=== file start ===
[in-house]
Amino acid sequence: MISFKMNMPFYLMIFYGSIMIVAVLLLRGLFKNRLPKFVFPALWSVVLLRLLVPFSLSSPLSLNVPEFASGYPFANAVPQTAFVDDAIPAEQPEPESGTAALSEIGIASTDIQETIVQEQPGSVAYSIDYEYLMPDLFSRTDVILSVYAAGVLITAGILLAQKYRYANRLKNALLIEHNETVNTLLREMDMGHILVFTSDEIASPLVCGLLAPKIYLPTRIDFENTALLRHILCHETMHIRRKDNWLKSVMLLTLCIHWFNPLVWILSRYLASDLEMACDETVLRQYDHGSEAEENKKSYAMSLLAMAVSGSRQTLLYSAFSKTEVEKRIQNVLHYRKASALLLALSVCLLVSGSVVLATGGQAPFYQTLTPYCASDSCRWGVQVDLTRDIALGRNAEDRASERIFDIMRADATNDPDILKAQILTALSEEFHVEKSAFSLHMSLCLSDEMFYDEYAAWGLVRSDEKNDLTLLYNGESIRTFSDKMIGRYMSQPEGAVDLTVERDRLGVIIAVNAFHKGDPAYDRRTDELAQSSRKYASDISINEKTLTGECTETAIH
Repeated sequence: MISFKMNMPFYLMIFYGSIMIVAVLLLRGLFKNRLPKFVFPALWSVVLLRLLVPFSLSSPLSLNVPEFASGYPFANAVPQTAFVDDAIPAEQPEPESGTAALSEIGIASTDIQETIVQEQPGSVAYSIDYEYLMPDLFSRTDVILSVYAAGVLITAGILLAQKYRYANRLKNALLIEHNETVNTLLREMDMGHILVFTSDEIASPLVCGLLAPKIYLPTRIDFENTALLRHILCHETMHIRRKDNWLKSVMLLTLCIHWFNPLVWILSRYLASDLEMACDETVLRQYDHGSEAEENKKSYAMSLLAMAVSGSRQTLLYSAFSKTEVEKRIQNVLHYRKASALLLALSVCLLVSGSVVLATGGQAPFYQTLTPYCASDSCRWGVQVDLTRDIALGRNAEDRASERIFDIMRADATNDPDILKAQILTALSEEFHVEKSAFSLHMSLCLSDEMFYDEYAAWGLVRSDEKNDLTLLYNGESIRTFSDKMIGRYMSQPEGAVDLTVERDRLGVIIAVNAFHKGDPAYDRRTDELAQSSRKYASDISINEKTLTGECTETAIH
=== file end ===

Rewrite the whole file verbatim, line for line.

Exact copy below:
[in-house]
Amino acid sequence: MISFKMNMPFYLMIFYGSIMIVAVLLLRGLFKNRLPKFVFPALWSVVLLRLLVPFSLSSPLSLNVPEFASGYPFANAVPQTAFVDDAIPAEQPEPESGTAALSEIGIASTDIQETIVQEQPGSVAYSIDYEYLMPDLFSRTDVILSVYAAGVLITAGILLAQKYRYANRLKNALLIEHNETVNTLLREMDMGHILVFTSDEIASPLVCGLLAPKIYLPTRIDFENTALLRHILCHETMHIRRKDNWLKSVMLLTLCIHWFNPLVWILSRYLASDLEMACDETVLRQYDHGSEAEENKKSYAMSLLAMAVSGSRQTLLYSAFSKTEVEKRIQNVLHYRKASALLLALSVCLLVSGSVVLATGGQAPFYQTLTPYCASDSCRWGVQVDLTRDIALGRNAEDRASERIFDIMRADATNDPDILKAQILTALSEEFHVEKSAFSLHMSLCLSDEMFYDEYAAWGLVRSDEKNDLTLLYNGESIRTFSDKMIGRYMSQPEGAVDLTVERDRLGVIIAVNAFHKGDPAYDRRTDELAQSSRKYASDISINEKTLTGECTETAIH
Repeated sequence: MISFKMNMPFYLMIFYGSIMIVAVLLLRGLFKNRLPKFVFPALWSVVLLRLLVPFSLSSPLSLNVPEFASGYPFANAVPQTAFVDDAIPAEQPEPESGTAALSEIGIASTDIQETIVQEQPGSVAYSIDYEYLMPDLFSRTDVILSVYAAGVLITAGILLAQKYRYANRLKNALLIEHNETVNTLLREMDMGHILVFTSDEIASPLVCGLLAPKIYLPTRIDFENTALLRHILCHETMHIRRKDNWLKSVMLLTLCIHWFNPLVWILSRYLASDLEMACDETVLRQYDHGSEAEENKKSYAMSLLAMAVSGSRQTLLYSAFSKTEVEKRIQNVLHYRKASALLLALSVCLLVSGSVVLATGGQAPFYQTLTPYCASDSCRWGVQVDLTRDIALGRNAEDRASERIFDIMRADATNDPDILKAQILTALSEEFHVEKSAFSLHMSLCLSDEMFYDEYAAWGLVRSDEKNDLTLLYNGESIRTFSDKMIGRYMSQPEGAVDLTVERDRLGVIIAVNAFHKGDPAYDRRTDELAQSSRKYASDISINEKTLTGECTETAIH